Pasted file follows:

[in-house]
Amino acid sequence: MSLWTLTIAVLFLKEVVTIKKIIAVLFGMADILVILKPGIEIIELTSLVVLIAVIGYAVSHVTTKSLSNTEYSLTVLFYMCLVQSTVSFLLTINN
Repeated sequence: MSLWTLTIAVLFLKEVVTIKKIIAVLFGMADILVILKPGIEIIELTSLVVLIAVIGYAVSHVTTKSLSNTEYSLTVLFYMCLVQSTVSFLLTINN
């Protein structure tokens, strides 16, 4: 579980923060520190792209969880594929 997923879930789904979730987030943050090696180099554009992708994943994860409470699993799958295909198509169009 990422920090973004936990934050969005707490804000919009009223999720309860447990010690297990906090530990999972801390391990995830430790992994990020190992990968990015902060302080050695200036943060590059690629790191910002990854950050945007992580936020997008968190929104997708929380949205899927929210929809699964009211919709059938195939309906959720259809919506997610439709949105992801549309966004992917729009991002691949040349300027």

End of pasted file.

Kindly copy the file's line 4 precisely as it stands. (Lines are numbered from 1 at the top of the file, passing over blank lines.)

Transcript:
């Protein structure tokens, strides 16, 4: 579980923060520190792209969880594929 997923879930789904979730987030943050090696180099554009992708994943994860409470699993799958295909198509169009 990422920090973004936990934050969005707490804000919009009223999720309860447990010690297990906090530990999972801390391990995830430790992994990020190992990968990015902060302080050695200036943060590059690629790191910002990854950050945007992580936020997008968190929104997708929380949205899927929210929809699964009211919709059938195939309906959720259809919506997610439709949105992801549309966004992917729009991002691949040349300027």